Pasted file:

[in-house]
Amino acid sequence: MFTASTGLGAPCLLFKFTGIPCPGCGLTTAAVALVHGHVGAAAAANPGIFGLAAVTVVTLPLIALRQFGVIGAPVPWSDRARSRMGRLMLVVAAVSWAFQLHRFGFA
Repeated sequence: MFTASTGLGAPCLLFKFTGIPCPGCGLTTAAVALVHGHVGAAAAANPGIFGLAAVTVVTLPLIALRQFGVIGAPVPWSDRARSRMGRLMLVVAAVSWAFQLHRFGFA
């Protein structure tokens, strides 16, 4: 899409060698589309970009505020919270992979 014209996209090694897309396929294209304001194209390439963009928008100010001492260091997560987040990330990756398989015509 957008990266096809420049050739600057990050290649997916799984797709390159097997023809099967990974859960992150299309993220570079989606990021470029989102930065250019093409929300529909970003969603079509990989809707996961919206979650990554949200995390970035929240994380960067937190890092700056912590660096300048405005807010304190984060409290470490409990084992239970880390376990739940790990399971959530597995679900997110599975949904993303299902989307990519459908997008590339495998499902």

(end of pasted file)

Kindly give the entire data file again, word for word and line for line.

[in-house]
Amino acid sequence: MFTASTGLGAPCLLFKFTGIPCPGCGLTTAAVALVHGHVGAAAAANPGIFGLAAVTVVTLPLIALRQFGVIGAPVPWSDRARSRMGRLMLVVAAVSWAFQLHRFGFA
Repeated sequence: MFTASTGLGAPCLLFKFTGIPCPGCGLTTAAVALVHGHVGAAAAANPGIFGLAAVTVVTLPLIALRQFGVIGAPVPWSDRARSRMGRLMLVVAAVSWAFQLHRFGFA
């Protein structure tokens, strides 16, 4: 899409060698589309970009505020919270992979 014209996209090694897309396929294209304001194209390439963009928008100010001492260091997560987040990330990756398989015509 957008990266096809420049050739600057990050290649997916799984797709390159097997023809099967990974859960992150299309993220570079989606990021470029989102930065250019093409929300529909970003969603079509990989809707996961919206979650990554949200995390970035929240994380960067937190890092700056912590660096300048405005807010304190984060409290470490409990084992239970880390376990739940790990399971959530597995679900997110599975949904993303299902989307990519459908997008590339495998499902």